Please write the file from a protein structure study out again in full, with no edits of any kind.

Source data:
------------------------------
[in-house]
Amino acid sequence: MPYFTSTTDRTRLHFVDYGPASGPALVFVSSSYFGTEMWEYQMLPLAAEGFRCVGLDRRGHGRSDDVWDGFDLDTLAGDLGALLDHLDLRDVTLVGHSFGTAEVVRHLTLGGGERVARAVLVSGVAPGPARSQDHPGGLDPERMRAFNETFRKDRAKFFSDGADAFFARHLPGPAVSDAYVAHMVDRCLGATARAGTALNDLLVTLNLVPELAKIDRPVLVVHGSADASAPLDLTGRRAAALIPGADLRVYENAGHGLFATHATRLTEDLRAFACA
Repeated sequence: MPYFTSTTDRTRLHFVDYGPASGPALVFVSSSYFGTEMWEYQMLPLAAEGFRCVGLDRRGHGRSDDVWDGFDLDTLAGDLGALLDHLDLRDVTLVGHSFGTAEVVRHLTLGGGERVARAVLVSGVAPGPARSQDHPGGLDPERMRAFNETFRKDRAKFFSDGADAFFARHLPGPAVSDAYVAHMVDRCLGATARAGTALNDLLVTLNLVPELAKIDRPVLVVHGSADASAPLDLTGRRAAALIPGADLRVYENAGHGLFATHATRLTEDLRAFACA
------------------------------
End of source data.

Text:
[in-house]
Amino acid sequence: MPYFTSTTDRTRLHFVDYGPASGPALVFVSSSYFGTEMWEYQMLPLAAEGFRCVGLDRRGHGRSDDVWDGFDLDTLAGDLGALLDHLDLRDVTLVGHSFGTAEVVRHLTLGGGERVARAVLVSGVAPGPARSQDHPGGLDPERMRAFNETFRKDRAKFFSDGADAFFARHLPGPAVSDAYVAHMVDRCLGATARAGTALNDLLVTLNLVPELAKIDRPVLVVHGSADASAPLDLTGRRAAALIPGADLRVYENAGHGLFATHATRLTEDLRAFACA
Repeated sequence: MPYFTSTTDRTRLHFVDYGPASGPALVFVSSSYFGTEMWEYQMLPLAAEGFRCVGLDRRGHGRSDDVWDGFDLDTLAGDLGALLDHLDLRDVTLVGHSFGTAEVVRHLTLGGGERVARAVLVSGVAPGPARSQDHPGGLDPERMRAFNETFRKDRAKFFSDGADAFFARHLPGPAVSDAYVAHMVDRCLGATARAGTALNDLLVTLNLVPELAKIDRPVLVVHGSADASAPLDLTGRRAAALIPGADLRVYENAGHGLFATHATRLTEDLRAFACA